Next, you should move to the Maps feature (located in the upper navigation panel). You can add the layer to the interactive map so that you can see BLM for that region.
If you can’t get the BLM map to work, you can also use the BLM Google Earth Overlay by Our Wandering Rhythm. You can download this overlay as a file and then upload it in a layer format onto Google Earth.
Other Important Details
As with national forests, all camping areas must be set up outside of established campgrounds. There is usually at least a fourteen-day limit, and there will be no amenities. You should set your camp up at least two hundred feet from streams or bodies of water.
Canada Crown Land
If you live in Canada or are planning a trip to the “great white north,” there are plenty of free camping resources available there, too.
Nearly ninety percent of Canada is known as Canadian Crown Land, and it’s available to residents of Canada for public access.
If you are not a resident of Canada, you can apply to receive a permit, the price of which varies depending on the province.
You can camp on Canadian Crown Land for up to three weeks at a time, but keep in mind that there are some regions in which camping is not permitted.
Canadian Crown Land is divided into multiple subcategories that are managed on the provincial and federal levels, and each has various restrictions that can make it somewhat of a challenge to navigate.
However, if you’re planning on camping in Canada, the vast availability and reach of Canadian Crown Land proves it to be a good resource to consider.
Backpacking or camping in trailers, vans, tents, or RVs
Since there is so much Canadian Crown Land out there. Therefore, your individual experience will be unique depending on where exactly you are located.
In some specific provinces, you will be able to camp on primitive campgrounds known as Recreation Sites. They function just as old-fashioned campgrounds do but have fewer amenities (or no amenities at all).
Most Canadian Crown Land, though, is located in more remote areas of the country. Infrastructure will be limited, and accessing the land can be a challenge.
As a result, many Canadians paddle in via canoe or kayak to get to these spots. This is popular in many eastern provinces such as Ontario.
Locating Canadian Crown Land for camping can be a bit of a challenge as camping regulations will vary between provinces. While some provinces maintain detailed interactive maps on the Internet, others only have static .pdf maps.
Some provinces don’t have any information available to the public at all! If you read to the bottom of this article, we will give you more information on how to find suitable public lands for camping in Canada.
Other Important Details
If you are a Canadian resident, you may camp for free for 21 days. As a non-resident, you will need to apply for a permit (the application details and prices vary depending on the province). Some established sites can be accessed by vehicle, but the majority of Canadian Crown Land camping will require you to backcountry camp.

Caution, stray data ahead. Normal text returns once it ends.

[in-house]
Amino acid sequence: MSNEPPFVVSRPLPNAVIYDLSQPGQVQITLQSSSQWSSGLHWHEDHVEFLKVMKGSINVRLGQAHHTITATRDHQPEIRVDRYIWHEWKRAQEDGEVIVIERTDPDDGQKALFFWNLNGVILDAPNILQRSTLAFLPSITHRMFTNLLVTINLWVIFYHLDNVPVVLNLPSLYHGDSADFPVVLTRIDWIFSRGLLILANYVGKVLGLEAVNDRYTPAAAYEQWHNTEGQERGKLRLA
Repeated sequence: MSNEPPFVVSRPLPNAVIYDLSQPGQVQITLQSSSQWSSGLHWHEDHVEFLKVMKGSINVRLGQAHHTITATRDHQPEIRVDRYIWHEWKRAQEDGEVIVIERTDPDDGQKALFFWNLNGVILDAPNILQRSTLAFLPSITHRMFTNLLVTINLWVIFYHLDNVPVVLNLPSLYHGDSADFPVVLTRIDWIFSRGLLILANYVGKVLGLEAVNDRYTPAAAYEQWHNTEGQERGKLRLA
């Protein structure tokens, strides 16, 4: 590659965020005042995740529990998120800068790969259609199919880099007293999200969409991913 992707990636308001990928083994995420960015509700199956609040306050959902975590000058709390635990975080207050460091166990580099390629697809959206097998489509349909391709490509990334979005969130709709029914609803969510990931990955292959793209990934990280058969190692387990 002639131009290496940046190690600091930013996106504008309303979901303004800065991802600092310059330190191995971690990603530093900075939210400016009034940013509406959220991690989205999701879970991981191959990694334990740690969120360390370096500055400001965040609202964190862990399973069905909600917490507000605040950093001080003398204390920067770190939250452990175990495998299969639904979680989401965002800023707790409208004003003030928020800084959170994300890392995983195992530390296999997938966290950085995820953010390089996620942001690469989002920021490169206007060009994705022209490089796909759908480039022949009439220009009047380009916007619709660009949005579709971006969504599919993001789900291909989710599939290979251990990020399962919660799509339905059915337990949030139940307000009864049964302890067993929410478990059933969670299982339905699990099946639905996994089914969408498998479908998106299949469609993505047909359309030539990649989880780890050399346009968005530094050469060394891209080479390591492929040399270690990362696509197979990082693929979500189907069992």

Hear us out. If you are an experienced backwoods camper, WalMart might not be the first place you consider when you are looking for premier camping spots. However, it is an untapped resource if you are looking for a place to stay.
It’s probably not the best choice if you want to tent camp, but if you are camping in an RV, van, trailer, or other kind of self-contained vehicle, you might get some mileage out of the WalMart parking lot.
Whether you want to try your hand at the ultimate travel experience or are just looking for a place to crash for one night, Wally World is a great choice.
Camping in vans, RVs, and trailers
Now, let’s be clear on this one: camping in the WalMart parking lot isn’t exactly camping. It’s just staying in your vehicle at night.
You won’t want to hang out here for long periods of time, but instead just arrive late at night and depart early in the morning.
If you’re camping at WalMart, you should avoid staying in the inner areas in the parking lot (those close to the store). This can disrupt store business like truck deliveries and customer parking, and it can get you in some hot water.
WalMart allows travelers to stay in the parking lot for the most part – while some stores prohibit camping, most allow the practice as a generous privilege.
You must, however, keep all camping activities contained within your vehicle. This includes grilling, relaxing, and sleeping.
As we mentioned, not all WalMart stores will allow you to camp overnight. Those located in major metropolitan areas may have managers who prohibit the practice, or local laws may interfere with your plans.
Make sure you check out the WalMart No Stay List before you make plans to stay here.
At the very least, call the store and ask the manager if you aren’t sure.
Other Important Details
You must keep all camping activities inside your vehicle, and best practices are to arrive late and leave early in the morning.
Park far away from the main entrance to the store, and remember that you can always use the bathrooms when the store is open.
Another bonus? If you forgot to pack anything, WalMart probably stocks it.